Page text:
previous next
[602a] but the user will have true knowledge.” “Certainly.” “And will the imitator from experience or use have knowledge whether the things he portrays are or are not beautiful and right, or will he, from compulsory association with the man who knows and taking orders from him for the right making of them, have right opinion1?” “Neither.” “Then the imitator will neither know nor opine rightly concerning the beauty or the badness of his imitations.” “It seems not.” “Most charming,2 then, would be the state of mind of the poetical imitator in respect of true wisdom about his creations.” “Not at all.”

1 This does not contradict book V. 477-478. For right opinion and knowledge cf. 430 B and What Plato Said, p. 517, on Meno 98 A-B.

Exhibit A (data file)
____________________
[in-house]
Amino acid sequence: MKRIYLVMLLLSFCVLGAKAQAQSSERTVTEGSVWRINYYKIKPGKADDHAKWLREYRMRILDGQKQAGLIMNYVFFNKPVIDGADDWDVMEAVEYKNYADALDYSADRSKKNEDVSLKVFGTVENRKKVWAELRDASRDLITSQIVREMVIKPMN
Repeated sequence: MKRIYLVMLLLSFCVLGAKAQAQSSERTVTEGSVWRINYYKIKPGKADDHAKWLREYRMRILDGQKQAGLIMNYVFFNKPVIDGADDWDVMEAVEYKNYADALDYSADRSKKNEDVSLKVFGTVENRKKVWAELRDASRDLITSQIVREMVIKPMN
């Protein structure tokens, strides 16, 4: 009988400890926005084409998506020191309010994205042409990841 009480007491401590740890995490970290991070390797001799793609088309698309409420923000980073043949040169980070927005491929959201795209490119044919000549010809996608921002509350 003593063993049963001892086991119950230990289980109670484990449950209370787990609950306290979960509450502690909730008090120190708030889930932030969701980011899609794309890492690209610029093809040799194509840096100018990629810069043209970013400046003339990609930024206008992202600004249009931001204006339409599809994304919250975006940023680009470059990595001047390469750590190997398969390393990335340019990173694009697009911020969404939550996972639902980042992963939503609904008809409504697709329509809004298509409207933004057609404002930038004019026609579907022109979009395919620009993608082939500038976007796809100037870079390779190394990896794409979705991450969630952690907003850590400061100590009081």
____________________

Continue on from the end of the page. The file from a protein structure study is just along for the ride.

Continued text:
2 χαρίεις is ironical like χαριέντως in 426 A and καλόν in Theaet. 183 A, but Glaucon in his answer takes it seriously.

Creative Commons License
This work is licensed under a Creative Commons Attribution-ShareAlike 3.0 United States License.

An XML version of this text is available for download, with the additional restriction that you offer Perseus any modifications you make. Perseus provides credit for all accepted changes, storing new additions in a versioning system.

load focus Notes (James Adam)
load focus Greek (1903)
hide Places (automatically extracted)

View a map of the most frequently mentioned places in this document.

Download Pleiades ancient places geospacial dataset for this text.

hide Display Preferences
Greek Display:
Arabic Display:
View by Default:
Browse Bar: